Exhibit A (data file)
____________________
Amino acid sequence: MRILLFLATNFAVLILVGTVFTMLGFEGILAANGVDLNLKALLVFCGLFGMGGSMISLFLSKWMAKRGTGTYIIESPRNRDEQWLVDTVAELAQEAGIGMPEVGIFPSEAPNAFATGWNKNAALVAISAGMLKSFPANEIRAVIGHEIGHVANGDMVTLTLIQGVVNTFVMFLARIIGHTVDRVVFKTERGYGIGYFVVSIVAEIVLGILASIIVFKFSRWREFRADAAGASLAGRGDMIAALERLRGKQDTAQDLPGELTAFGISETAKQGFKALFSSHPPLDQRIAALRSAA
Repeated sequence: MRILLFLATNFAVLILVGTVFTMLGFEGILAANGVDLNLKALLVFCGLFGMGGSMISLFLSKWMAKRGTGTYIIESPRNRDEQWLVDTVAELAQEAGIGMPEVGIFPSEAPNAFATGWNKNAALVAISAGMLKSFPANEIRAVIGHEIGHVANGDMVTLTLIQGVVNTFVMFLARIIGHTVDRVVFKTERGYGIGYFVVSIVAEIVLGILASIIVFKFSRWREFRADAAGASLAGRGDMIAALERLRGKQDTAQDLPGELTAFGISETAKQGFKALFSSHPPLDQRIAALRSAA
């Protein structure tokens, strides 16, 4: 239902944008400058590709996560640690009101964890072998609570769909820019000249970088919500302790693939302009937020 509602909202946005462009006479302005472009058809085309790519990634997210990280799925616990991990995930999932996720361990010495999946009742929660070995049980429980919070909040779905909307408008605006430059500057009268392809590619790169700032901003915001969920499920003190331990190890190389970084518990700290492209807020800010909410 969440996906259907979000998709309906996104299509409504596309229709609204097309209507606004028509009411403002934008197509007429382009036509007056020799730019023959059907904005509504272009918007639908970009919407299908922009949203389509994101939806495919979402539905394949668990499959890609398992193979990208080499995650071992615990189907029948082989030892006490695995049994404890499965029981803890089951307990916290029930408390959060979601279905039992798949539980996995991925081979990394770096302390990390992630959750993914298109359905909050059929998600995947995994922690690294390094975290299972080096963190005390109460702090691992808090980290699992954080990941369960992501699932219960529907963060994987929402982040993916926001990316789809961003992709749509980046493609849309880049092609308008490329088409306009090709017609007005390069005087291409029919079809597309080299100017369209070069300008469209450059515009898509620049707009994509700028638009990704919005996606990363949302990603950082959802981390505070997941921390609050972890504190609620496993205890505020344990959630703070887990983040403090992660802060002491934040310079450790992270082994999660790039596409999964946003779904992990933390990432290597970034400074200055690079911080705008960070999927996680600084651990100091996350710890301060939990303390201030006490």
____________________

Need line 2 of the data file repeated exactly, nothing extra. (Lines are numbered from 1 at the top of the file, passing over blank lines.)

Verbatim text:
Repeated sequence: MRILLFLATNFAVLILVGTVFTMLGFEGILAANGVDLNLKALLVFCGLFGMGGSMISLFLSKWMAKRGTGTYIIESPRNRDEQWLVDTVAELAQEAGIGMPEVGIFPSEAPNAFATGWNKNAALVAISAGMLKSFPANEIRAVIGHEIGHVANGDMVTLTLIQGVVNTFVMFLARIIGHTVDRVVFKTERGYGIGYFVVSIVAEIVLGILASIIVFKFSRWREFRADAAGASLAGRGDMIAALERLRGKQDTAQDLPGELTAFGISETAKQGFKALFSSHPPLDQRIAALRSAA